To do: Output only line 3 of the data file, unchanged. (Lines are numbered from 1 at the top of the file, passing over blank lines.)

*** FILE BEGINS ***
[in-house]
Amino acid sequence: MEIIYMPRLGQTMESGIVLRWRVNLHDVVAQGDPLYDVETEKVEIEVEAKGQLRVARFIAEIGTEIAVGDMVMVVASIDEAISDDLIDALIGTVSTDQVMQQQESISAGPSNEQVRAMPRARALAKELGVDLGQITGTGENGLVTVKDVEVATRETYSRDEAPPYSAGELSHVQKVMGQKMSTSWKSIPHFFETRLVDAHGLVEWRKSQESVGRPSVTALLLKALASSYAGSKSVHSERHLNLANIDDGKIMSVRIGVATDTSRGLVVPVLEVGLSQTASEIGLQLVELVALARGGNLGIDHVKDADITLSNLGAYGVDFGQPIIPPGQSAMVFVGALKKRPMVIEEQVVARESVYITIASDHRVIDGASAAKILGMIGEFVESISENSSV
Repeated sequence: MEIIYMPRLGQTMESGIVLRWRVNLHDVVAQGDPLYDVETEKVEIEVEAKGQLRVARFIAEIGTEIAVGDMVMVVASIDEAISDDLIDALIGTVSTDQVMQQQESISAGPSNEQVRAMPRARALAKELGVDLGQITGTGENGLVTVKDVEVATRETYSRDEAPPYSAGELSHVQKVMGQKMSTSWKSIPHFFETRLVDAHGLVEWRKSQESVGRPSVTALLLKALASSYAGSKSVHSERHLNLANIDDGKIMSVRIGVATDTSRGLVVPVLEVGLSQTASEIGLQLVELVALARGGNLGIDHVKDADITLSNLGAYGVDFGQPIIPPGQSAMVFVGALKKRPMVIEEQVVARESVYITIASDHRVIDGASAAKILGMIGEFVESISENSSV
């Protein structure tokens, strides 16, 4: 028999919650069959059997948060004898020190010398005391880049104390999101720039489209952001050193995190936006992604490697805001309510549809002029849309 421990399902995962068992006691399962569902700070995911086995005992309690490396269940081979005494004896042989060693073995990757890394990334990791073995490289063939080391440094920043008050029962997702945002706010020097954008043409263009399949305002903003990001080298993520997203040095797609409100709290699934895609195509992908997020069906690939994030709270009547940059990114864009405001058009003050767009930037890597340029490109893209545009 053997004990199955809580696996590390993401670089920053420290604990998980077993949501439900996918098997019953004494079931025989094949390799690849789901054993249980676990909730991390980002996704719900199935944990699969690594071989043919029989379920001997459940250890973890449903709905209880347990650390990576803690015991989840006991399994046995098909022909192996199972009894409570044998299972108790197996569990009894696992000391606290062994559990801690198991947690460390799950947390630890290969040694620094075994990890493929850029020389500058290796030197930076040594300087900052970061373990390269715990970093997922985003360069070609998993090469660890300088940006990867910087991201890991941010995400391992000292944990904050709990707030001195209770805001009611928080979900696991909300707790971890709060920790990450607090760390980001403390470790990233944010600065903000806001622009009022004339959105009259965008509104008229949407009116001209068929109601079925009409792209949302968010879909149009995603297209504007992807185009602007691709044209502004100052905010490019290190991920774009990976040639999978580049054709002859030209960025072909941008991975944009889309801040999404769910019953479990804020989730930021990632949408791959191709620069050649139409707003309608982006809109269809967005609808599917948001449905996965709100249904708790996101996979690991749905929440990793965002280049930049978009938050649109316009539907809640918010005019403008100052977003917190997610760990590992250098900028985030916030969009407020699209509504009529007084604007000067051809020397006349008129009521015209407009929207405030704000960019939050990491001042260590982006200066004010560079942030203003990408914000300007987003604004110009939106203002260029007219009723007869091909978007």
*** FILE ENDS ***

Repeated sequence: MEIIYMPRLGQTMESGIVLRWRVNLHDVVAQGDPLYDVETEKVEIEVEAKGQLRVARFIAEIGTEIAVGDMVMVVASIDEAISDDLIDALIGTVSTDQVMQQQESISAGPSNEQVRAMPRARALAKELGVDLGQITGTGENGLVTVKDVEVATRETYSRDEAPPYSAGELSHVQKVMGQKMSTSWKSIPHFFETRLVDAHGLVEWRKSQESVGRPSVTALLLKALASSYAGSKSVHSERHLNLANIDDGKIMSVRIGVATDTSRGLVVPVLEVGLSQTASEIGLQLVELVALARGGNLGIDHVKDADITLSNLGAYGVDFGQPIIPPGQSAMVFVGALKKRPMVIEEQVVARESVYITIASDHRVIDGASAAKILGMIGEFVESISENSSV